A lot of our customers are still a bit confused when it comes to the question what “One Version” is and how it impacts their Business. In this article i will give you the information you need regarding “One Version” for Dynamics 365 MDA (Model-Driven Apps) or “model-driven apps in Dynamics 365” how Microsoft calls it (formally called CE. see my post regarding naming of Dynamics 365).
All the information that follow in this article are only applicable to Dynamics 365 MDA. The information do not apply on Dynamics 365 F&O. Neither on Dynamics 365 CE (since CE only relates to the onPremises version of Dynamics 365).
Microsoft started the transition to “One Version” in 2016. As of version 8.1 and forward the concept of “upgrades” are no longer applicable for MdA. Instead continuous “updates” will be released by Microsoft.
The main goal of all the effort is to have all customers on a current, “Evergreen”, application version.
Update types & Timing
Microsoft will deliver a new service update per week for “Model-driven apps in Dynamics 365”. Those service updates will mainly fix bugs and security issues.
Twice a year (in April and October) Microsoft releases major updates, which include new features and innovations. The April release is called “Wave 1” and the October Release as “Wave 2”. Those major Update are preceded by the “Release Notes” and an “Early access” period and followed by the so called “Wave” period. As described in the following Figure.
For Dynamics 365 MDA it is, in contrast to F&O, not possible to opt-out of any update Microsoft releases.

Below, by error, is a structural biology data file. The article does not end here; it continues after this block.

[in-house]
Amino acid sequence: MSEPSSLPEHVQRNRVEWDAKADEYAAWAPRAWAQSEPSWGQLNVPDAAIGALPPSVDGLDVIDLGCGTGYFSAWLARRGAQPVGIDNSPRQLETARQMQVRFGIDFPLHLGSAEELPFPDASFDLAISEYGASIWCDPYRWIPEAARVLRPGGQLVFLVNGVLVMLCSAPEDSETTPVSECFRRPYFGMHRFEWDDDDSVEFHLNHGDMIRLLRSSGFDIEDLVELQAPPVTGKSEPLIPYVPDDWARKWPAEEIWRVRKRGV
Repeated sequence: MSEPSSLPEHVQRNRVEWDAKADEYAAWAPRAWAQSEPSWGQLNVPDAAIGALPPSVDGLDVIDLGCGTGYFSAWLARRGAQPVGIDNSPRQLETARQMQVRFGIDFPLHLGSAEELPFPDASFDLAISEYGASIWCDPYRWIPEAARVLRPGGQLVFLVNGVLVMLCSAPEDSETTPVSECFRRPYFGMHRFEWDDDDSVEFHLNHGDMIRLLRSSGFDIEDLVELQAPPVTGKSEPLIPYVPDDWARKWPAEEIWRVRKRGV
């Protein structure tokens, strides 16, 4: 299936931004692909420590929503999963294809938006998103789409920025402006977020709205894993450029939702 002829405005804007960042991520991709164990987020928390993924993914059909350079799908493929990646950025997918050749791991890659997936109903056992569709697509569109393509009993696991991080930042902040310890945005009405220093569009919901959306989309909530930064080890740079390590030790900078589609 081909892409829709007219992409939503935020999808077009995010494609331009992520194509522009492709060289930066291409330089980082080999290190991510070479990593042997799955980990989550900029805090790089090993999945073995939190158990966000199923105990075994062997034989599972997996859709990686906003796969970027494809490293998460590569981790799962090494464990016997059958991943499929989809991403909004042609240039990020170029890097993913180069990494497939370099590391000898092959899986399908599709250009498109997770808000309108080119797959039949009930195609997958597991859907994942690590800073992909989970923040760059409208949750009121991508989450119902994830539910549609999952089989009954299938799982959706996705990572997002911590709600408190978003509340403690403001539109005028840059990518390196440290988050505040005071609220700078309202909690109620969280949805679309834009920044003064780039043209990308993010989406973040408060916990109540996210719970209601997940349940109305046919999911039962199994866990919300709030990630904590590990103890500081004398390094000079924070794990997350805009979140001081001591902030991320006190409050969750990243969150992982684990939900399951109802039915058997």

Release Notes/Release Plan
Two months before the Early Access period starts (or 4 months before the major release) Microsoft will release the first version of the “Release Notes”, also referred to as the “Release Plan”. It will contain in detail what will be released, the impact and business use.
“End Users, automatically: These features include changes to the user experience and are enabled automatically.”
“Admins, makers, or analysts, automatically: These features are meant to be used by administrators, makers, or business analysts and are enabled automatically.”
“End Users by admins, makers, or analysts: These features must be enabled or configured by the administrators, makers, or business analysts to be available for their users.”
The release plan specifies for each mentioned feature what type it is.
In the Release Plan you will find different types of Dates
“Public preview”: Specifies the date when the feature went in public preview. Until it gets “General available” all different types need some kind of configuration or activation.
“Early access”: Specifies the date when the feature went in early access. To use it the environment needs to be opted-in to early access (see next paragraph for more information)
“General availability”: Specifies when the feature got available for everyone in every environment. If in this column only a month (not a specific day) is mentioned the feature is planned to be released in this month. The release should be seen as expected date. Microsoft could change this date anytime, even do not deliver the feature at all. If this column contains a specific date the feature was released on the mentioned date.
Two months before the major version release environments can be opted-into “early access”. This means that the “early access” version will be installed in the chosen environment. The “early access” will at least contain all the features that are applied directly to the end user. This allows you to test the new features before they will be released.
Microsoft will release the major versions per region. This will always happen sometime between Friday and Sunday on the planned weekend. They start in the least critical region and end on the most critical region. This process is to learn from the first deployments. The European region (CRM4) is planned somewhere in the middle. Like mentioned the release will be pushed out on the planned date and there is no possibility to opt-out of this process.
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